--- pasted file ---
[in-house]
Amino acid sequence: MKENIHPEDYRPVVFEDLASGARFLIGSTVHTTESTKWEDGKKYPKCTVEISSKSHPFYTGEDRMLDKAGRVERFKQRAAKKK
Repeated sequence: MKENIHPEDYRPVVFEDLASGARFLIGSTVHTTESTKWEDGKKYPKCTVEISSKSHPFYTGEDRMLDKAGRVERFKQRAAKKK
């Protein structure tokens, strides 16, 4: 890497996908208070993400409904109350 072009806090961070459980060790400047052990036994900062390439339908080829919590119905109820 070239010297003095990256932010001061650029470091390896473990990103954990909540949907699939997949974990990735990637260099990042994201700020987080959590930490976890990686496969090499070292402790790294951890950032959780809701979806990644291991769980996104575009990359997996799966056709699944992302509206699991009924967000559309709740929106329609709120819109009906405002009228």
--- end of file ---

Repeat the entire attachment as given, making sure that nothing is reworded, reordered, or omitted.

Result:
[in-house]
Amino acid sequence: MKENIHPEDYRPVVFEDLASGARFLIGSTVHTTESTKWEDGKKYPKCTVEISSKSHPFYTGEDRMLDKAGRVERFKQRAAKKK
Repeated sequence: MKENIHPEDYRPVVFEDLASGARFLIGSTVHTTESTKWEDGKKYPKCTVEISSKSHPFYTGEDRMLDKAGRVERFKQRAAKKK
């Protein structure tokens, strides 16, 4: 890497996908208070993400409904109350 072009806090961070459980060790400047052990036994900062390439339908080829919590119905109820 070239010297003095990256932010001061650029470091390896473990990103954990909540949907699939997949974990990735990637260099990042994201700020987080959590930490976890990686496969090499070292402790790294951890950032959780809701979806990644291991769980996104575009990359997996799966056709699944992302509206699991009924967000559309709740929106329609709120819109009906405002009228």